When Maryland and Virginia meet Wednesday night at what is now the Xfinity Center, it will have a different kind of historical relevance. It marks the first game the Terps will play in the ACC-Big Ten challenge since switching leagues earlier this year.
As Tony Bennett watched Maryland play Arizona State last week in the semifinals of the CBE Hall of Fame Classic, an intangible quality jumped through the television screen and became very obvious to the Virginia men's basketnall coach.
Mark Turgeon said he expected some emotional hangover from his players after a draining two-day stretch that began with Maryland winning the CBE Hall of Fame Classic over No. 13 Iowa State on Tuesday and then finding out Thursday it had lost leading scorer Dez Wells for a month with a fractured right wrist.
With senior guard Dez Wells out for a month after breaking his right wrist, and senior forward Evan Smotrycz returning after missing a little more than a month with a broken left foot, the Terps failed to find the chemistry, cohesion, confidence and consistency they played with in Kansas City
With Evan Smotrycz's return from a broken foot seemingly imminent, it's going to be interesting to see how Maryland coach Mark Turgeon fits the 6-foot-9, 235-pound senior forward back into his team's rotation.
The Terps return to Xfinity Center Friday night against Monmouth (2-2) seemingly undaunted, in the midst of the program's first 5-0 start in eight years and on the cusp of its first national ranking in five seasons after beating Arizona State and No. 13 Iowa State.
A year ago, a Maryland team searching for its identity went to a tropical location and seemingly found it at the Paradise Jam in the U.S. Virgin Islands, taking home a trophy and what turned to be a false sense of confidence.
The Maryland Terrapins have played big games at Byrd Stadium before, but there is no longer any question that the decision to jump to the Big Ten Conference has electrified the atmosphere around the football program.
As a member of the Atlantic Coast Conference, Maryland was required to put out a detailed injury report each week that listed each injured player, their ailing body part and the player¿s status heading into the upcoming game. That is not the case in the Big Ten.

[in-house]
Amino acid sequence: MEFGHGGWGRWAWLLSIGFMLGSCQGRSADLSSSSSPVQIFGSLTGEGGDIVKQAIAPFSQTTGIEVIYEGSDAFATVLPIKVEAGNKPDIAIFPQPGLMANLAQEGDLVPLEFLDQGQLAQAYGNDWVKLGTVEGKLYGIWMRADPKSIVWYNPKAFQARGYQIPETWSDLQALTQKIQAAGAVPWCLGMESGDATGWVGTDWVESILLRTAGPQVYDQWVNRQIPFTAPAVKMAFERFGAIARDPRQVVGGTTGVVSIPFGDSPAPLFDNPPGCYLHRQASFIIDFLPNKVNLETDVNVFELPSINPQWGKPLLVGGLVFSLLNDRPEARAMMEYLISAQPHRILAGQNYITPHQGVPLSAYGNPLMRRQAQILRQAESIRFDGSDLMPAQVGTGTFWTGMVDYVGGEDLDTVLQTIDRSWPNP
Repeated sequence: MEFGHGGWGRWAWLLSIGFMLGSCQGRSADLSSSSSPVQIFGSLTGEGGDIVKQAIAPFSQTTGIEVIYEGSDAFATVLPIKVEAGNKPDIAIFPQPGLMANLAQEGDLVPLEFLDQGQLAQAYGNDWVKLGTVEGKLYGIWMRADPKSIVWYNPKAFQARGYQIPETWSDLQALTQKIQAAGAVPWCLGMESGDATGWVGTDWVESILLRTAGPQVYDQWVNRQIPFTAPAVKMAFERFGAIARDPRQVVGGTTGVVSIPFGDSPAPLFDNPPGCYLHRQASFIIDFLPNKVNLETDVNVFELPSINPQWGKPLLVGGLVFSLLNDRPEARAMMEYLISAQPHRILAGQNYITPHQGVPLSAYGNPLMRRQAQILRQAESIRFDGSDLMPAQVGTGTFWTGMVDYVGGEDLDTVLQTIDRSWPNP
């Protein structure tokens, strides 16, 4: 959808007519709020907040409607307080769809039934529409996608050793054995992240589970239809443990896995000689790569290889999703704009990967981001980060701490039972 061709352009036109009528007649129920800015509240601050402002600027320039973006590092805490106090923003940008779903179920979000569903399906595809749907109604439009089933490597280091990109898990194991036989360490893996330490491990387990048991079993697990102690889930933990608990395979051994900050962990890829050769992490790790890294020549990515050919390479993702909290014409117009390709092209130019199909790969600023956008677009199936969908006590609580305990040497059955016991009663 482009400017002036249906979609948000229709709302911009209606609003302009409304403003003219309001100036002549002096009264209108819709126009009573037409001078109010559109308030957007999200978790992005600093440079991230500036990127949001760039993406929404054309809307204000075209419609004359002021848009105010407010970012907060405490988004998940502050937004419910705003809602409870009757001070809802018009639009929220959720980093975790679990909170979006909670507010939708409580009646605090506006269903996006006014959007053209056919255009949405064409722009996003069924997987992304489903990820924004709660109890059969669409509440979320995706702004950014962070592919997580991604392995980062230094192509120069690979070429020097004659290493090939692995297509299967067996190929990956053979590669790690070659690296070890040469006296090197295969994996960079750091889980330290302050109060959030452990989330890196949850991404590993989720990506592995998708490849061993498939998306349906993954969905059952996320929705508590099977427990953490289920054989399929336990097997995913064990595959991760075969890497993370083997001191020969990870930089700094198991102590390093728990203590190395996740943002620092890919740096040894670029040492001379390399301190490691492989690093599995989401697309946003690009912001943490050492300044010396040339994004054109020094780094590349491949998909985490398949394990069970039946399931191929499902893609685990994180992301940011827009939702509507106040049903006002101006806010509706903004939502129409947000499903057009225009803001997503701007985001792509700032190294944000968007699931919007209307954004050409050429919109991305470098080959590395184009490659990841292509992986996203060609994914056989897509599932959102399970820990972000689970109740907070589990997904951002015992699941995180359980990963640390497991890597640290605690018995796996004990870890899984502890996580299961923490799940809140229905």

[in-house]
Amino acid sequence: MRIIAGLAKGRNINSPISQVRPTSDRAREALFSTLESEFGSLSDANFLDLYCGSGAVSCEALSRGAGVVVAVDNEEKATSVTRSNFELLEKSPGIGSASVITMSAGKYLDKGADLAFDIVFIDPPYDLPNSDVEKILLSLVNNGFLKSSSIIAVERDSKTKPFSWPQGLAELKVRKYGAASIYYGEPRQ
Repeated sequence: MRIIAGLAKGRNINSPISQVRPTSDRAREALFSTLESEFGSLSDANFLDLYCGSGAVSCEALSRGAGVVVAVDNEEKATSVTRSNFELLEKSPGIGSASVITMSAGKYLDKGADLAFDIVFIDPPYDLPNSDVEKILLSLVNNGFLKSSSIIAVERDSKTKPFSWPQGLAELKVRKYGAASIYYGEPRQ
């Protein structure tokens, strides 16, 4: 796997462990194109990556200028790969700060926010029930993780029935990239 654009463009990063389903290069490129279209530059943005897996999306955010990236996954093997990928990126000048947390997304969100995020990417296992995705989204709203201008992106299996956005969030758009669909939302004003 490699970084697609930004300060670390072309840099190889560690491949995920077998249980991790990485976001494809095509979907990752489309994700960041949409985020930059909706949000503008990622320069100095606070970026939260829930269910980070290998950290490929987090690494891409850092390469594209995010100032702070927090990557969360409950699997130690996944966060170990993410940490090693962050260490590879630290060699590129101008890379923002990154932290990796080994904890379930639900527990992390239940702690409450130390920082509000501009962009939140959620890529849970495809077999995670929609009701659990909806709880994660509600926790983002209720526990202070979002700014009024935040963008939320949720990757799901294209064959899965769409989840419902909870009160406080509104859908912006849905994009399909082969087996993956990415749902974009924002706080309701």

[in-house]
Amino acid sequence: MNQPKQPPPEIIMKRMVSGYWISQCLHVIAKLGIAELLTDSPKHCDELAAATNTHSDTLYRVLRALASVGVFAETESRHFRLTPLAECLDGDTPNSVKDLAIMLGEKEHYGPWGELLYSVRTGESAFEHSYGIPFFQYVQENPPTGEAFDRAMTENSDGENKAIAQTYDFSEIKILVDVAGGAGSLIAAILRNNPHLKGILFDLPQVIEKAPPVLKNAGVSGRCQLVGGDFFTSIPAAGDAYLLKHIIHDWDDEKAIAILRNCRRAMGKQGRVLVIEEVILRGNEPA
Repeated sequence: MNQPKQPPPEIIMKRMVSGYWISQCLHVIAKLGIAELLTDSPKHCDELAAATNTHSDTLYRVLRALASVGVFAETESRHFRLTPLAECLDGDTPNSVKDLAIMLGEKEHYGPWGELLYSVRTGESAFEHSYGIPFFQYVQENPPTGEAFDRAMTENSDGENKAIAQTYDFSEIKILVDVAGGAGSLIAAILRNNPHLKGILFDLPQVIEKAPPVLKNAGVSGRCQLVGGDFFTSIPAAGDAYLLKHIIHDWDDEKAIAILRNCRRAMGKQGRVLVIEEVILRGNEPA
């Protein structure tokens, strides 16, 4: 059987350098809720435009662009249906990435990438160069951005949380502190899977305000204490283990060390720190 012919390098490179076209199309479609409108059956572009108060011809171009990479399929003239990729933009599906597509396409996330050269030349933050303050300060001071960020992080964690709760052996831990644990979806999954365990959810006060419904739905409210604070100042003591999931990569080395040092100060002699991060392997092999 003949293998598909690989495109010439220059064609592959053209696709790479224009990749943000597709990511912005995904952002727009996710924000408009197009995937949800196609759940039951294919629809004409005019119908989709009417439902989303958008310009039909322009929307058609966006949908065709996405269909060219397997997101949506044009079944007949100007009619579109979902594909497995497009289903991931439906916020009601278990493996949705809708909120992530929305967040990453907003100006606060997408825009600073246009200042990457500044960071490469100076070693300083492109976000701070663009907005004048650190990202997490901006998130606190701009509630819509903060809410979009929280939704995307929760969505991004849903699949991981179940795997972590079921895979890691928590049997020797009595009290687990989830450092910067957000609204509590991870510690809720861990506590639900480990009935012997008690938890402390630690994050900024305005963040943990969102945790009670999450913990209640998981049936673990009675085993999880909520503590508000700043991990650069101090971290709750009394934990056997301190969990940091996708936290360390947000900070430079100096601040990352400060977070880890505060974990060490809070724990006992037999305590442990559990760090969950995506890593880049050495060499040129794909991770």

A year after the Maryland men's basketball team appeared to be more dysfunctional than dynamic, Mark Turgeon returns with what he calls a "low maintenance" Terps squad that looks and acts much different that its immediate predecessor.
In a vote of Big Ten Conference coaches, Maryland was selected to win the league in its first year out of the Atlantic Coast Conference. Sophomore guard Lexie Brown was named preseason All-Big Ten. Expectations are high, as they have been since the Terps won the national championship in 2006.
Moving from the Atlantic Coast Conference to the Big Ten means new foes and unfamiliar arenas, but Maryland men's basketball coach Mark Turgeon said he doesn't anticipate the Terps neeing to adapt to an overall different style of play.
Maryland men's basketball coach Mark Turgeon and women's basketball coach Brenda Frese were in Baltimore on Monday, having breakfast with boosters and talking about their teams' upcoming first season in the Big Ten.
If Len Bias could attend his own Hall of Fame ceremony on Friday, he'd do so as a 50-year-old man. That's a heck of a thing to wrap your head around if you grew up as an obsessed ACC basketball fan in the 1980s.
There were cheerleaders on either side of the Maryland women's soccer team as it jogged onto Ludwig Field before its game Friday night. Capping the scene was a Big Ten banner that was displayed as the players made their entrance.